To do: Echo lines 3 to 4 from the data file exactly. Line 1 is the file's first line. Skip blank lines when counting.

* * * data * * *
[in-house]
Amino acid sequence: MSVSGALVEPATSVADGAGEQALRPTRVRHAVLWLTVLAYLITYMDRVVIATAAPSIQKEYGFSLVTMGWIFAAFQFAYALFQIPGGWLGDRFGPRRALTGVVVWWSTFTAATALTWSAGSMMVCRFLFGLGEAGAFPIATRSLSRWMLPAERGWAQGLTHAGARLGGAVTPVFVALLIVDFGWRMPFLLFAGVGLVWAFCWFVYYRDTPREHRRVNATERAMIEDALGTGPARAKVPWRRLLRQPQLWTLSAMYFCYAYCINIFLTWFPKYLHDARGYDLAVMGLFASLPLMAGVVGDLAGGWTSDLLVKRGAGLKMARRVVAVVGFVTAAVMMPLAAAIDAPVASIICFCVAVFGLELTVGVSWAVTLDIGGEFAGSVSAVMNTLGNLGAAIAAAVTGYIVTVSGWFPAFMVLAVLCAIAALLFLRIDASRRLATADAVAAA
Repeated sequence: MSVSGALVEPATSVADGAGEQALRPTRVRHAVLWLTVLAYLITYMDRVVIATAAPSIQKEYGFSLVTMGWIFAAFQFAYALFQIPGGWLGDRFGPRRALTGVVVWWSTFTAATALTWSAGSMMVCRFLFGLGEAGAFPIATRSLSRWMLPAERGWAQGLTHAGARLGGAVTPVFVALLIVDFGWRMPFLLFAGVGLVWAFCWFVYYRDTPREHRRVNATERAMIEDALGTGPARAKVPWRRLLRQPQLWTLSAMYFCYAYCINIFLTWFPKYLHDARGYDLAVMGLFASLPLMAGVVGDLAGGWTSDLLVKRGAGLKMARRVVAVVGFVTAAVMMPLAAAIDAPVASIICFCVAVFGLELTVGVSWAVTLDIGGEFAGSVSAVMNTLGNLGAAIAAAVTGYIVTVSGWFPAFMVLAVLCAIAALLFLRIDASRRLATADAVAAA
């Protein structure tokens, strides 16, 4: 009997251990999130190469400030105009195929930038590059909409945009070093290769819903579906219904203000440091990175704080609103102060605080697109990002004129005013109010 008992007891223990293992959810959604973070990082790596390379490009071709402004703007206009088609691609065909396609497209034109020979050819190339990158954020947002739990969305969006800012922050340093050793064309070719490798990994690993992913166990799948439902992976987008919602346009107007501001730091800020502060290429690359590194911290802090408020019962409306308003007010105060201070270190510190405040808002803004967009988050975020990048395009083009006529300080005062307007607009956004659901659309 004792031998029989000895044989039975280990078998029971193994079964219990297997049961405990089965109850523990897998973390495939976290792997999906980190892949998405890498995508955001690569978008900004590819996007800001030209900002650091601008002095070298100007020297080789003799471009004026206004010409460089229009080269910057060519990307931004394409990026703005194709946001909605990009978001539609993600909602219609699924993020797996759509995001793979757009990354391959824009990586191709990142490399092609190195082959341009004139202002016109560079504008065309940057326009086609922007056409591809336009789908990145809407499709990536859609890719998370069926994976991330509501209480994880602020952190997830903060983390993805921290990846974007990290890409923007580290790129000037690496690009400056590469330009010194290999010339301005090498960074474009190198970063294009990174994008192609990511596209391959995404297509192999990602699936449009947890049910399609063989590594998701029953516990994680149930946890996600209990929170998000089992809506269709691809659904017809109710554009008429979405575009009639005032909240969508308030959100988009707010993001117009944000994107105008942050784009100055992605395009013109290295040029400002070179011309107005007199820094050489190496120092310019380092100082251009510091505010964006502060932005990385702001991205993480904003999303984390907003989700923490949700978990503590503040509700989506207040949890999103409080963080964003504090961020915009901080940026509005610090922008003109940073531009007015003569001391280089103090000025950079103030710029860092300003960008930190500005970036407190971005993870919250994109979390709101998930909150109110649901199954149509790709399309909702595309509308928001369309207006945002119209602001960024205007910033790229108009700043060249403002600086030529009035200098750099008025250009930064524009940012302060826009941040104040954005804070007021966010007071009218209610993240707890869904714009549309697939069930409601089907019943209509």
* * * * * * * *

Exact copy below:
Repeated sequence: MSVSGALVEPATSVADGAGEQALRPTRVRHAVLWLTVLAYLITYMDRVVIATAAPSIQKEYGFSLVTMGWIFAAFQFAYALFQIPGGWLGDRFGPRRALTGVVVWWSTFTAATALTWSAGSMMVCRFLFGLGEAGAFPIATRSLSRWMLPAERGWAQGLTHAGARLGGAVTPVFVALLIVDFGWRMPFLLFAGVGLVWAFCWFVYYRDTPREHRRVNATERAMIEDALGTGPARAKVPWRRLLRQPQLWTLSAMYFCYAYCINIFLTWFPKYLHDARGYDLAVMGLFASLPLMAGVVGDLAGGWTSDLLVKRGAGLKMARRVVAVVGFVTAAVMMPLAAAIDAPVASIICFCVAVFGLELTVGVSWAVTLDIGGEFAGSVSAVMNTLGNLGAAIAAAVTGYIVTVSGWFPAFMVLAVLCAIAALLFLRIDASRRLATADAVAAA
């Protein structure tokens, strides 16, 4: 009997251990999130190469400030105009195929930038590059909409945009070093290769819903579906219904203000440091990175704080609103102060605080697109990002004129005013109010 008992007891223990293992959810959604973070990082790596390379490009071709402004703007206009088609691609065909396609497209034109020979050819190339990158954020947002739990969305969006800012922050340093050793064309070719490798990994690993992913166990799948439902992976987008919602346009107007501001730091800020502060290429690359590194911290802090408020019962409306308003007010105060201070270190510190405040808002803004967009988050975020990048395009083009006529300080005062307007607009956004659901659309 004792031998029989000895044989039975280990078998029971193994079964219990297997049961405990089965109850523990897998973390495939976290792997999906980190892949998405890498995508955001690569978008900004590819996007800001030209900002650091601008002095070298100007020297080789003799471009004026206004010409460089229009080269910057060519990307931004394409990026703005194709946001909605990009978001539609993600909602219609699924993020797996759509995001793979757009990354391959824009990586191709990142490399092609190195082959341009004139202002016109560079504008065309940057326009086609922007056409591809336009789908990145809407499709990536859609890719998370069926994976991330509501209480994880602020952190997830903060983390993805921290990846974007990290890409923007580290790129000037690496690009400056590469330009010194290999010339301005090498960074474009190198970063294009990174994008192609990511596209391959995404297509192999990602699936449009947890049910399609063989590594998701029953516990994680149930946890996600209990929170998000089992809506269709691809659904017809109710554009008429979405575009009639005032909240969508308030959100988009707010993001117009944000994107105008942050784009100055992605395009013109290295040029400002070179011309107005007199820094050489190496120092310019380092100082251009510091505010964006502060932005990385702001991205993480904003999303984390907003989700923490949700978990503590503040509700989506207040949890999103409080963080964003504090961020915009901080940026509005610090922008003109940073531009007015003569001391280089103090000025950079103030710029860092300003960008930190500005970036407190971005993870919250994109979390709101998930909150109110649901199954149509790709399309909702595309509308928001369309207006945002119209602001960024205007910033790229108009700043060249403002600086030529009035200098750099008025250009930064524009940012302060826009941040104040954005804070007021966010007071009218209610993240707890869904714009549309697939069930409601089907019943209509």